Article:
5. What were the critical, early steps in OnCore’s history that took you from “we might make it” to “i think we will make it”?
One stands out more than any other….and that is the 2 year battle with the USGA. We submitted our ball two times and were rejected both times based upon a subjective rule the USGA added in 2008 saying that in addition to the 5 quantifiable metrics that determine a balls legality, they can also decide at their discretion whether the ball is of traditional and customary form and make. We did not give up and put together an appeal to the executive standards committee who eventually overturned the rejection and announced that OnCore Golf became only the second company in 100 years to get the USGA to rewrte the rules and allow a new technology in. Once we had the USGA conformance and literally made history, we felt like we were on the right path and things were looking up.
6. OnCore is sponsoring the Gateway Tour, a western USA mini tour. How does that benefit OnCore?
It provides tremendous visibility in a golf centric part of the country with professional golfers that allhave the potential to make the next levels. There is also something to be said for the credibility of OnCore being the title sponsor of a professional development tour that over 168 pga pros like Bubba Watson have played on. Lastly, we provide levels of support for our players at the development level that just hasn’t been offered by any of the big guys before. It’s a different approach to help develop players that may never make the pga rather than pay a pga player millions to validate your product.
7. Who is responsible for the cutting-edge look to OnCore’s visuals, both still and moving?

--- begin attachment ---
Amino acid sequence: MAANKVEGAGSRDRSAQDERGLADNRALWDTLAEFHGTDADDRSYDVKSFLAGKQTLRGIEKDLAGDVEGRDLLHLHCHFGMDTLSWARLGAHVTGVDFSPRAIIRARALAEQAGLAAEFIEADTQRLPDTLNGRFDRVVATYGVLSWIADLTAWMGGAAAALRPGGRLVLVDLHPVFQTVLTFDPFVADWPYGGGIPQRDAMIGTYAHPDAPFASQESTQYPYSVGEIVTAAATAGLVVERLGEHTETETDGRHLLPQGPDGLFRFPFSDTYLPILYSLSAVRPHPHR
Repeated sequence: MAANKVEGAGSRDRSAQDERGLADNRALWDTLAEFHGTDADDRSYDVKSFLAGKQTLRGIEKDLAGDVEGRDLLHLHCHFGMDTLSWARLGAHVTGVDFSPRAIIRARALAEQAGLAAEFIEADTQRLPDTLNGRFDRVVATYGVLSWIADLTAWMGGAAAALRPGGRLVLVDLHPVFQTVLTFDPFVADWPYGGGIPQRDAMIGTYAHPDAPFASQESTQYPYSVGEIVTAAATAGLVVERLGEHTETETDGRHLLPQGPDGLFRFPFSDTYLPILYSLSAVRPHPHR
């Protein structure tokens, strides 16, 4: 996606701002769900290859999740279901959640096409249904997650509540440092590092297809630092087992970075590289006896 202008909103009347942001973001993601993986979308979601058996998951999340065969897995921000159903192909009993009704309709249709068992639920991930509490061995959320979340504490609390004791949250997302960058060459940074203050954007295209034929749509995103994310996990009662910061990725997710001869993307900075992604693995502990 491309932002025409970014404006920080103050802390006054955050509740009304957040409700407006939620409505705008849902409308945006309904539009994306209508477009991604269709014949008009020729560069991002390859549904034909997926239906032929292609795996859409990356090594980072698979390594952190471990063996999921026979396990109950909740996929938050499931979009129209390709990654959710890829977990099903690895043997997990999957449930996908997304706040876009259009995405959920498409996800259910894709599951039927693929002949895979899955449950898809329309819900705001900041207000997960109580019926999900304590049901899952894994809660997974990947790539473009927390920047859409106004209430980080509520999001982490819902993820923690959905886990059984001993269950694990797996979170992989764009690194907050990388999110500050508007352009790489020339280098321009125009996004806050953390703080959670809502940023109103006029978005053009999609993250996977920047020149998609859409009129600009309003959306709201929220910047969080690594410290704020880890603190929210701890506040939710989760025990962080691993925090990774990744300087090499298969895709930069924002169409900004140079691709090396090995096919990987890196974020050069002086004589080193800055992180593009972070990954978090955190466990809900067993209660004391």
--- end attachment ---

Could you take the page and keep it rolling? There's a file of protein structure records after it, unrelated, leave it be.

We all have a hand in it but as Brand Director I provide a lot of the vision and creative elements and then our incredible graphics and video teams put it all together. I also love doing a lot of the photographic and video content myself but for the high end stuff, I leave it to the experts to bring my vision to life.
8. Why go to crowd-sourcing for the next product, the tour golf ball?
We have two of the most accomplished golf ball engineers in the history of the industry. These guys created all the best balls golfers have played with. We looked at this as an opportunity to get real feedback and insight from golfers that would be interested in the tour ball. We like bringing people along on this journey and making them a part of it. By using their feedback and insight to help guide the final performance benefits, we think that people will feel like this is truly THEIR ball and that their wants and needs are what matters to us.
9. What question haven’t we asked, that you would love to answer? Ask it and answer it, please, and thank you for your time.
Why has OnCore been able to succeed and exist in an industry where nearly all new coming ball companies fail after their first year?
I think it is because we provide something that no other company in golf provides. OnCore is the anti-establishment of golf. We represent that person who celebrates their differences and uses it to shape a truly unique vision and perspective as to what golf can be and what it can stand for. We don’t like to think of ourselves as a company that sells products but rather a company whose ideology, messaging and approach provide a source of inspiration, drive and individuality. There is something to be said for someone who does not concern themselves with fitting in but instead makes sure they stand out.